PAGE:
Wednesday, May 16, 2012

Fear is necessary

Since I've moved to Franklin, I've really enjoyed this new phase of my life.  However, I've made a real effort to focus on the positive.  I've got so much to be grateful for, but I'm not going to pretend that everything is perfect.  One thing has been truly odd and more than a little scary.

I love sitting on my little patio. It's small, and I've filled it with potted plants.  It looks out over a small courtyard that has oak and dogwood trees and each patio has shrubs planted in front of it.  I have a view of the sunset through the line of pine trees that separate this complex from the one behind it.  There's also a big utility pole with wires running from it, but I choose not to concentrate on that.

There's another building that is perpendicular to mine, and a neighbor who also enjoyed sitting on his patio walked over and started a conversation.  He wasn't bad looking, and the conversation was a little odd and a bit poetic.  A few days later, he asked me out on a date.  I had a "don't do this" feeling, but I also realized that if I don't start accepting dates that feel less than perfect, I'll never have another date.  I should have trusted my instincts.

The day after that, he came over and knocked on my door.  When I opened it, he sort of walked on in.  My patio door was unlocked.  He told me that he wanted me to know something and then proceeded to drop his pants.  What he wanted me to know was that he had a sore on his penis, "just in case I was interested in sex." I was thinking, "Oh, God, I'm going to get raped," and wondering if I could reach the solid marble ball on the book shelf -- a convenient, heavy, blunt object.  I was also talking and explaining that he had the wrong idea.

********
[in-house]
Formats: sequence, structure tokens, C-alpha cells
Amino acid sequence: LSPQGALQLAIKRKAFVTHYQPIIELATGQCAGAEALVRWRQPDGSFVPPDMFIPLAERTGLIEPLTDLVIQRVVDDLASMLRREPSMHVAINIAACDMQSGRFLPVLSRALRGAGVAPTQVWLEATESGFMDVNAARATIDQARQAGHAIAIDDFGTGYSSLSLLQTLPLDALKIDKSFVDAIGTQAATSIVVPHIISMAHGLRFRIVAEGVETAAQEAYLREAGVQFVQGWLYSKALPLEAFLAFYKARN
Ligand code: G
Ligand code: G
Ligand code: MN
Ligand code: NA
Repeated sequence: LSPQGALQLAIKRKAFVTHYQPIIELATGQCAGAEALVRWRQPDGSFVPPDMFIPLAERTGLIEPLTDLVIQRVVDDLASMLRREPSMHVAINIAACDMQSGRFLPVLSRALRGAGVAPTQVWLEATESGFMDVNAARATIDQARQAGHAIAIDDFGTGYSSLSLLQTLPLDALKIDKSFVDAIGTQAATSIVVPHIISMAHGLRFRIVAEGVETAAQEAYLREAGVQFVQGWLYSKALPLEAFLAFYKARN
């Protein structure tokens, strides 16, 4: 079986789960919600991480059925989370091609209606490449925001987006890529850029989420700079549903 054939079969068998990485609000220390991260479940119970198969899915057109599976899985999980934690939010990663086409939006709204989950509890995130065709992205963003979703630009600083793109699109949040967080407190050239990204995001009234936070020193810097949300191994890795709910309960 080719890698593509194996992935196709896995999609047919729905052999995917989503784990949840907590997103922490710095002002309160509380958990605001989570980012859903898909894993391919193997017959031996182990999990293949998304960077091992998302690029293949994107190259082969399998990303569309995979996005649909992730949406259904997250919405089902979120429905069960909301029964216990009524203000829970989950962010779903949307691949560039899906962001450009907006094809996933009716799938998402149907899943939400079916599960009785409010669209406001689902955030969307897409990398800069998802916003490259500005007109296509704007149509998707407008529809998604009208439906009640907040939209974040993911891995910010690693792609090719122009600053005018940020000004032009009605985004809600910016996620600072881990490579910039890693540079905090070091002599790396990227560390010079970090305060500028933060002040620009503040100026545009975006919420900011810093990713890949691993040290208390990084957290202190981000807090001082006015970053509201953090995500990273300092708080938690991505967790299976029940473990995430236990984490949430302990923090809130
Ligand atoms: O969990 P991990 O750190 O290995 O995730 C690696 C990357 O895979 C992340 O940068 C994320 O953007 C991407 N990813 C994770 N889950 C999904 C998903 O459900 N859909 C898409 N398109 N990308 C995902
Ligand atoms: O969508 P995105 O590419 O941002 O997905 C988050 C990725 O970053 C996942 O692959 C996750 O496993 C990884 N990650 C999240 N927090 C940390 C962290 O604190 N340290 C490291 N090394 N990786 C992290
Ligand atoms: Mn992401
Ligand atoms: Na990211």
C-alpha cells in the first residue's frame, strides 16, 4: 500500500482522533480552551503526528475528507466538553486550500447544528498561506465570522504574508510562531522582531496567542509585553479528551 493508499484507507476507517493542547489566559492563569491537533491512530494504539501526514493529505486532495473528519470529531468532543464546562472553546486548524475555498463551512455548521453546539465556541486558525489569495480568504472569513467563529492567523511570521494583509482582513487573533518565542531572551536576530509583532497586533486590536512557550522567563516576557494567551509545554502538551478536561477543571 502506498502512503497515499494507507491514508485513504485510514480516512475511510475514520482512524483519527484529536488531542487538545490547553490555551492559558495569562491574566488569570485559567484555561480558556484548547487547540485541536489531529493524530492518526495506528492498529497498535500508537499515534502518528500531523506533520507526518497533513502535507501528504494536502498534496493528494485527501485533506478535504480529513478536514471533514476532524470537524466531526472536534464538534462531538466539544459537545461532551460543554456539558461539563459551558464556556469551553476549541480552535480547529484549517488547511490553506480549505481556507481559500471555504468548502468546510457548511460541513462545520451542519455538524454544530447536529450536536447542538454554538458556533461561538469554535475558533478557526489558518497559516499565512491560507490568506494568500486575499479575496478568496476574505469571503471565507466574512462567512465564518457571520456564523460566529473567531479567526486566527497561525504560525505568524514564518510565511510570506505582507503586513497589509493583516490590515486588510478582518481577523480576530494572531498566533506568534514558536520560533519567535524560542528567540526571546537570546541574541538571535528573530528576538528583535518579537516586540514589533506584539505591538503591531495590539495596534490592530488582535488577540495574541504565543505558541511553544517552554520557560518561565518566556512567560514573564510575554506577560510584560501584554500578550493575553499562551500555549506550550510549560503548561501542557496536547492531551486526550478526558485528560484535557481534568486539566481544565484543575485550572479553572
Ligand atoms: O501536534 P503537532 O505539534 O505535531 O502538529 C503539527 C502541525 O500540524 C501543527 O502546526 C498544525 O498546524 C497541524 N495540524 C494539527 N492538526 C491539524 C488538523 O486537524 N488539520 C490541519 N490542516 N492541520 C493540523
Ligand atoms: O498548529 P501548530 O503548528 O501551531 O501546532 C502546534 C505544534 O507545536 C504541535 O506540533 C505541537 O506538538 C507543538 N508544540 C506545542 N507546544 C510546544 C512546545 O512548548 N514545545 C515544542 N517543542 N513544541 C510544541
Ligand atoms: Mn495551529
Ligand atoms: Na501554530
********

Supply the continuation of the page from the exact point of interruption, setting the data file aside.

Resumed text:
He immediately apologized, acted embarrassed and left.  He avoided me for a few weeks, and when he spoke to me again, he was appropriately apologetic. He started coming over and talking to me when I was on the patio.  He'd stand outside the shrubbery and talk, and his conversation got stranger and stranger.  He started bumming cigarettes and would climb over the railing to get them and talk to me.  I want to point out that the railing is a couple feet above the ground, and climbing over it takes some serious agility.

As his conversation became more and more disjointed, he told me that he was schizophrenic, had been addicted to various drugs in his past and was desperate for someone to love him. He told me that he was my new husband.  I was getting seriously nervous.  I tried to stay polite but remain a healthy distance from him.  It didn't work.  He started knocking on my door four or five times a day, and I got to the point where I wouldn't answer the door.  I started looking to see if he was outside before I'd go out on my patio.  One day, when he saw that I was inside, he stood outside and repeatedly called my name until I answered him.  I compromised my life because of his actions. I felt stalked, and I couldn't stand that.

One night, other neighbors whose balcony overlooks the same courtyard came to my door.  Seeing it wasn't the other neighbor, I opened the door.  They wanted to make sure that I was okay, because they had seen a man crawling over the balcony.  I explained the situation and told them I was calling the police.